Dan Walters

By Dan Walters
Published: Sunday, Sep. 25, 2011 – 12:00 am | Page 3A

The state constitution assumes that the governor and the Legislature will pass one state budget each year, and that’s the way it worked for many decades.

It’s been proposed from time to time that the state go on a two-year budget cycle that coincides with the Legislature’s biennial sessions, on the theory that it would result in more comprehensive and forward-looking fiscal plans.

However, the Capitol has been going the other direction in recent years as governors and lawmakers wrestle with chronic budget deficits. It’s been on roughly a five- to six-month budget cycle.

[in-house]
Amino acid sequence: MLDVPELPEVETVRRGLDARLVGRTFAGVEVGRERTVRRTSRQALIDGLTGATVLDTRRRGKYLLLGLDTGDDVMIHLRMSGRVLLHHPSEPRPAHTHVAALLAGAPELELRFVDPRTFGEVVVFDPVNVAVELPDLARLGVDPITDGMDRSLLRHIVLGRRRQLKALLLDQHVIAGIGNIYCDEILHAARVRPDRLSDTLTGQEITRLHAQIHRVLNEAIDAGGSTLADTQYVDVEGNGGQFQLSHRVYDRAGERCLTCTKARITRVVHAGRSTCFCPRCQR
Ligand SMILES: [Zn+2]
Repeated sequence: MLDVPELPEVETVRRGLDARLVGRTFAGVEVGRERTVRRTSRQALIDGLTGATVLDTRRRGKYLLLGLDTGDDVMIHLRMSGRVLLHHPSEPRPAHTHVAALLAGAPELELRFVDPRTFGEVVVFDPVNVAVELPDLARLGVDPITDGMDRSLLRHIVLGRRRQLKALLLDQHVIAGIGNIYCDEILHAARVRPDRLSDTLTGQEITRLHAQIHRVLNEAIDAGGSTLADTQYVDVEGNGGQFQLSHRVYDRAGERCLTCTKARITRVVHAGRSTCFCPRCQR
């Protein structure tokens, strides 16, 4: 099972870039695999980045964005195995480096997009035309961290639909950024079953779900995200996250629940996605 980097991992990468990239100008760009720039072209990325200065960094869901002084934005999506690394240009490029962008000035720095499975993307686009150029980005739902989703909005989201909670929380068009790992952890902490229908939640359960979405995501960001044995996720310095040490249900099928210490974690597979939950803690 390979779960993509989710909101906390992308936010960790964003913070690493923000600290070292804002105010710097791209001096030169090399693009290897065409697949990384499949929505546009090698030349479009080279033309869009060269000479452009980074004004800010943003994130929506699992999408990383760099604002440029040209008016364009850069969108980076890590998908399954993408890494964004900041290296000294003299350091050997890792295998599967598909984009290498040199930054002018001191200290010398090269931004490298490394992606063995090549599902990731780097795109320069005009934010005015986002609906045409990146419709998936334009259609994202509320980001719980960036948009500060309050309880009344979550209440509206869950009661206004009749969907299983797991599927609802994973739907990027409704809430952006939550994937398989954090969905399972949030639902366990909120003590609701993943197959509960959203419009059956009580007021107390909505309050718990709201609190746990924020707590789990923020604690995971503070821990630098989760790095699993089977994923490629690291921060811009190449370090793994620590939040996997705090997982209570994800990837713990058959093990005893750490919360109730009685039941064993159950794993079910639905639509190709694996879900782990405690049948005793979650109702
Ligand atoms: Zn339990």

The Legislature passes a budget, but only by including off-the-books loans, questionable revenue estimates and accounting gimmicks. Within a few months, it falls apart and has to be reopened and “balanced” again with more of the same stuff, only to implode once again a few months later.

This year’s version of the budget game differed from those of the past only in that the six-month cycle was institutionalized.

After Gov. Jerry Brown vetoed the Legislature’s first budget – thereby triggering a legislative salary cutoff under a new voter-approved law – a revised and supposedly balanced alternative was enacted.

It’s “supposedly” balanced because it hinges on a sudden and rather questionable assumption that the state would receive $4 billion in extra revenue.

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